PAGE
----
Minister Says Speculation Around Efforts To Oust Boris Johnson Are A "Pointless Distraction"
Arts minister Lord Parkinson has described speculation over whether Boris Johnson will face a challenge to his leadership as “pretty pointless” after several more Tory MPs submitted letters of no confidence in the prime minister.
The Conservative peer told Sky News that guesses around the number of letters submitted to the backbench 1922 committee chair Sir Graham Brady, who keeps the total secret until a threshold of 54 has been met, serves a "distraction from the work of government".
Parkinson recalled a similar situation faced by Johnson's predecessor as prime minister, Theresa May, who faced a confidence vote as a result of dispute over Brexit negotiations.
“There was an awful lot for us in government to be getting on with then just as there is now,” he said.
“She focussed on it just as the prime minister is focussing on the things that matter.
“The cost-of-living, making sure that we’re providing the leadership we need in the face of the war in Ukraine – it’s pointless speculating about something unless or until it happens.”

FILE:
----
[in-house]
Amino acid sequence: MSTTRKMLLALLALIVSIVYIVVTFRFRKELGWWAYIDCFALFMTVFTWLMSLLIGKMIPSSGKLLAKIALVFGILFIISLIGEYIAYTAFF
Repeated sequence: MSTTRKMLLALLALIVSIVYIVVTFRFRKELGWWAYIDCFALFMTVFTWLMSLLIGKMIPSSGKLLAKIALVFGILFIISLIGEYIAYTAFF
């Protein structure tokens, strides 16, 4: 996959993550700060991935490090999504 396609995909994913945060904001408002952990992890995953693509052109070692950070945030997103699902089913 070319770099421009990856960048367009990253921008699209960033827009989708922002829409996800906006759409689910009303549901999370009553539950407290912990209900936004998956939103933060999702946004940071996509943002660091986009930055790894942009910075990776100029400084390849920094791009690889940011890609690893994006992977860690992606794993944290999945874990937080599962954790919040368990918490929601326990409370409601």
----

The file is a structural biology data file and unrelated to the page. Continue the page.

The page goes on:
So far 27 MPs have gone public with their opposition to Johnson's leadership.
A combination of factors have caused a growing frustration with the Prime Minister among Conservative MPs, but the findings of civil servant Sue Gray’s report into lockdown gatherings in Downing Street and Whitehall reignited frustrations when it was published last week.
For a Conservative leadership contest to be triggered, at least 54 letters of no confidence need to be submitted to Brady. Only he knows the exact number of letters that have been submitted at any one time, and once the threshold has been met, Brady can announce the news publicly.
Among those calling for Johnson to go are select committee chairs Tobias Ellwood, Caroline Nokes and William Wragg, ex-Cabinet ministers David Davis and Andrew Mitchell, and influential backbenchers Steve Baker and Mark Harper.
Alongside the 27 MPs explicitly calling for Johnson to step down, a further 12 have been publicly critical of the Prime Minister but stopped short of confirming whether they have submitted a no confidence letter.
In an email to constituents, the influential chair of the foreign affairs select committee, Tom Tugendhat, said: "The PM put the governance of the UK at risk to a single, severe Covid outbreak. That is to say nothing of the lack of respect it showed for the British people or the Queen.
"I have made my position clear to those who need to hear it."
MP Nickie Aiken told constituents she believes Johnson should voluntarily submit himself to a no confidence vote to end “speculation” over his leadership, but did not confirm whether she has submitted a letter to force the process.
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